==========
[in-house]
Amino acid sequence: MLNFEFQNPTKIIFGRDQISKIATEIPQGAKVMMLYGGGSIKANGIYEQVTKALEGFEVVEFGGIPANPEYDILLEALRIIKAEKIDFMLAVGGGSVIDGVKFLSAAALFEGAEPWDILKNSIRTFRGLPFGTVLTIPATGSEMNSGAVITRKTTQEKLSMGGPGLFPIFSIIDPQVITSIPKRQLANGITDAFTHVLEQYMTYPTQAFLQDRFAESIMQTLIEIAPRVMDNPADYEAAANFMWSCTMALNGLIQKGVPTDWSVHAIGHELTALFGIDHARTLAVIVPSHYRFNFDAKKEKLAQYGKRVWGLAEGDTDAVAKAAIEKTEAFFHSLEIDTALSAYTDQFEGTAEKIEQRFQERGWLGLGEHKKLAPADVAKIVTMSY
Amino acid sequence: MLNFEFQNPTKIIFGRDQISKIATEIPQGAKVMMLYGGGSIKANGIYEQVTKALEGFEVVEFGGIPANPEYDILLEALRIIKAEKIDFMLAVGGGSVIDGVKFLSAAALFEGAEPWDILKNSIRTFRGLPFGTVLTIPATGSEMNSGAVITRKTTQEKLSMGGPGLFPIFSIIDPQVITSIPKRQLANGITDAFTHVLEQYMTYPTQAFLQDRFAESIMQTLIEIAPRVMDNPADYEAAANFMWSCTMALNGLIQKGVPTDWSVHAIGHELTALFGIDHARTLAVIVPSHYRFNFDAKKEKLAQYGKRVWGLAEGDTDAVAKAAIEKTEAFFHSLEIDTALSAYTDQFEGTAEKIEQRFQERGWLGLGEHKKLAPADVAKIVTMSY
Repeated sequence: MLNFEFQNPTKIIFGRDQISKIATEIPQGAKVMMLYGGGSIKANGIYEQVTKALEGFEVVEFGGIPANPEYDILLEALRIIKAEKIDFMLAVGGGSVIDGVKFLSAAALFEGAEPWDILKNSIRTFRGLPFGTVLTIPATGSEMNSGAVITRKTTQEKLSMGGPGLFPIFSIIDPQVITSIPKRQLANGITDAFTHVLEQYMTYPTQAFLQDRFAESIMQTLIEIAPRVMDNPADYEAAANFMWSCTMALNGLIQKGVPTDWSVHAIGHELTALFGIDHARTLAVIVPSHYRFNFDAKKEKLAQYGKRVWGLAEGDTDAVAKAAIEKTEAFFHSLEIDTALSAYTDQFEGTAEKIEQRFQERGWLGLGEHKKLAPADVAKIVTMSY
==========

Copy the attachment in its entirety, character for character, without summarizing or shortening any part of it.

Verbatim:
[in-house]
Amino acid sequence: MLNFEFQNPTKIIFGRDQISKIATEIPQGAKVMMLYGGGSIKANGIYEQVTKALEGFEVVEFGGIPANPEYDILLEALRIIKAEKIDFMLAVGGGSVIDGVKFLSAAALFEGAEPWDILKNSIRTFRGLPFGTVLTIPATGSEMNSGAVITRKTTQEKLSMGGPGLFPIFSIIDPQVITSIPKRQLANGITDAFTHVLEQYMTYPTQAFLQDRFAESIMQTLIEIAPRVMDNPADYEAAANFMWSCTMALNGLIQKGVPTDWSVHAIGHELTALFGIDHARTLAVIVPSHYRFNFDAKKEKLAQYGKRVWGLAEGDTDAVAKAAIEKTEAFFHSLEIDTALSAYTDQFEGTAEKIEQRFQERGWLGLGEHKKLAPADVAKIVTMSY
Amino acid sequence: MLNFEFQNPTKIIFGRDQISKIATEIPQGAKVMMLYGGGSIKANGIYEQVTKALEGFEVVEFGGIPANPEYDILLEALRIIKAEKIDFMLAVGGGSVIDGVKFLSAAALFEGAEPWDILKNSIRTFRGLPFGTVLTIPATGSEMNSGAVITRKTTQEKLSMGGPGLFPIFSIIDPQVITSIPKRQLANGITDAFTHVLEQYMTYPTQAFLQDRFAESIMQTLIEIAPRVMDNPADYEAAANFMWSCTMALNGLIQKGVPTDWSVHAIGHELTALFGIDHARTLAVIVPSHYRFNFDAKKEKLAQYGKRVWGLAEGDTDAVAKAAIEKTEAFFHSLEIDTALSAYTDQFEGTAEKIEQRFQERGWLGLGEHKKLAPADVAKIVTMSY
Repeated sequence: MLNFEFQNPTKIIFGRDQISKIATEIPQGAKVMMLYGGGSIKANGIYEQVTKALEGFEVVEFGGIPANPEYDILLEALRIIKAEKIDFMLAVGGGSVIDGVKFLSAAALFEGAEPWDILKNSIRTFRGLPFGTVLTIPATGSEMNSGAVITRKTTQEKLSMGGPGLFPIFSIIDPQVITSIPKRQLANGITDAFTHVLEQYMTYPTQAFLQDRFAESIMQTLIEIAPRVMDNPADYEAAANFMWSCTMALNGLIQKGVPTDWSVHAIGHELTALFGIDHARTLAVIVPSHYRFNFDAKKEKLAQYGKRVWGLAEGDTDAVAKAAIEKTEAFFHSLEIDTALSAYTDQFEGTAEKIEQRFQERGWLGLGEHKKLAPADVAKIVTMSY